A Grave Issue Indeed

As an establishment that works to have an online presence, this is unsettling. The infrastructure of the internet is currently under threat thanks to the MPAA and similar industries with the Protect IP Act (PIPA) and Stop Online Piracy Act (SOPA) Anti-copyright bills that if enacted would do more than prevent infringements, they could censor the whole internet.  The issue is not the protection of copyright, but the fact that these bills promote censorship. If passed many of the sites we use every day could be taken down and/or blocked from access.

Imagine trying to log onto Facebook, YouTube, Etsy, or a whole slew of other popular websites only to find their IPs have been blocked in the US, if the sites aren’t taken down altogether. If these bills pass it could be reality.  This blocking technique is already in use in countries like China, Syria and Iran for the sole purpose of censoring information from citizens.  There are ways around it, a system was developed to allow Iranians access to twitter during the election protests, but many of these methods lack strong security and could put users’ computers at risk.  The Safe Harbor provisions of the DMCA (which allow compliant websites to continue operating if they remove requested content), would be null and void, allowing for seizure and blocking without notice.  It doesn’t matter if the sites blocked are used by millions, and in many cases allow people form all over to stay in touch.  I know in the morning I usually check my personal Facebook and Twitter before I go to any actual news sites, and usually find important news from those services.

While movie studios and other parts of the entertainment industry claim it will help artists, they are dead wrong.  Jobs could be lost as social media  becomes derailed.  Sites that many of these companies use for promotion would be gone. Think of how many films have official Facebook pages, or use YouTube to play trailers and preview clips to entice movie goers.   How many labels upload music videos to these sites, how many artists use twitter to keep in touch with their fanbase. It’s modern, and now crucial, marketing and they’re ready to kill it to stop piracy, despite proof that serious piracy has been on the decline thanks to accessible, and perfectly legal means of entertainment.  Yes, thanks to services like Netflix and Pandora, illegal downloading has decreased. People who are pirating pirate very little compared to how much they spend on entertainment.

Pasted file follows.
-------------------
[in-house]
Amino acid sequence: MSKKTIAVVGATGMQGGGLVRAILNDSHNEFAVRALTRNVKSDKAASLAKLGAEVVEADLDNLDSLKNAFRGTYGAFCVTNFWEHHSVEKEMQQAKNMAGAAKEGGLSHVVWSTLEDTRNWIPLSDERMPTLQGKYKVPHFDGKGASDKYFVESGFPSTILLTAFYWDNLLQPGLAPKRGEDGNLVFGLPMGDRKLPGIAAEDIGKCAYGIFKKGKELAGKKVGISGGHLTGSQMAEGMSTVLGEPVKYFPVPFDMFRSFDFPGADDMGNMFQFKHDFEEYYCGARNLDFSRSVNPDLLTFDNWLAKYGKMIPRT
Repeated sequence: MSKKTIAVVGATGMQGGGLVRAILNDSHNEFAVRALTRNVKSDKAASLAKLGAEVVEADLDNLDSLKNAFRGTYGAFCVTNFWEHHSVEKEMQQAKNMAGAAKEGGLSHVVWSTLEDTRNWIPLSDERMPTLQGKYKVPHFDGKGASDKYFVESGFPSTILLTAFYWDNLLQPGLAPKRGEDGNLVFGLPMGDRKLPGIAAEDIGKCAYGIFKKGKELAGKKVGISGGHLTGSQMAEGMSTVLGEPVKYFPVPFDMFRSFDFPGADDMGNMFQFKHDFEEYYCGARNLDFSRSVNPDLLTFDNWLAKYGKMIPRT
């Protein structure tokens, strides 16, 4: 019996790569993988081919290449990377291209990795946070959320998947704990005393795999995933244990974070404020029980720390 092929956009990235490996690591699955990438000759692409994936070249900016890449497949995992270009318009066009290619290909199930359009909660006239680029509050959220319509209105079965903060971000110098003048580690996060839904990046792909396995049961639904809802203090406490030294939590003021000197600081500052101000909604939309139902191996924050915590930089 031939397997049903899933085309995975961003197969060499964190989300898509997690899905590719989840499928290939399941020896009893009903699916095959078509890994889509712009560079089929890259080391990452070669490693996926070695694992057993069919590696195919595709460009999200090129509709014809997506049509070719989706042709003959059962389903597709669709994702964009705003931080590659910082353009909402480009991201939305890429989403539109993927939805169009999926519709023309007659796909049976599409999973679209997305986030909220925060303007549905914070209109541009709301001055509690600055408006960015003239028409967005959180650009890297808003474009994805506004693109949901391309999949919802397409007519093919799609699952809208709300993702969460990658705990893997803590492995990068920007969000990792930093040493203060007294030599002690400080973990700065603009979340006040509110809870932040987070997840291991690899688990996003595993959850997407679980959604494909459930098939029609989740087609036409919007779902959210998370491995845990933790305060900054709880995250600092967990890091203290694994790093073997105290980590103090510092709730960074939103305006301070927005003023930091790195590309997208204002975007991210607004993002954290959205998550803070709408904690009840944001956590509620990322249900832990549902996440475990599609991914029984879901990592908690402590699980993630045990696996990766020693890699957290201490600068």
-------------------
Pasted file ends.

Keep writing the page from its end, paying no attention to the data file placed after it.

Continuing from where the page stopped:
If anything, these measures could make it more difficult for independent artists to share their work and form an online presence. Online technology is a quick and easy way to expose your work to an audience. Musicians share their work, independent film makers use video sites to upload their films in hopes that they develop enough hype for national attention. If sites like Etsy are taken down, independent visual artists and craftspeople could lose their customer base.  Overall, the collateral damage would hurt artists in the name of protecting corporate profits.

Another reason to be wary is the potential for abuse. In September it was revealed that file transfer site HotFile is suing Warner Brothers (WB) for abusing the site’s anti-piracy tool, put in place by WB’s demands.  This tool was used by WB to disable many legitimate files as well as files that the company held no rights over.  WB has also been under fire for pirating anti-piracy technology, now there’s the pot calling the kettle black.  On the legislative end NBC/Universal is currently attempting to extort suppliers into signing “grassroots” support letters in favor of SOPA. Many of these companies are finding little support, as many artists and online companies have openly voiced their opposition. Sites like Google recognize the potential to use these bills to censor information in the name of  “copyright protection”.

What can be done? Politicians on both sides are opposing the bill, this is one of the few issues out there that is not partisan based.

You can call your senators.

Contact your Congressperson

Sign up to have Senator Wyden read your name from a list in an attempt to filibuster the bills.

Keep up with the news, the Electronic Frontier Foundation has great coverage, check out their twitter  too.

And of course, tell all your friends. This is going beyond mere “protection” of copyright by enabling censorship measures that could block major information sources.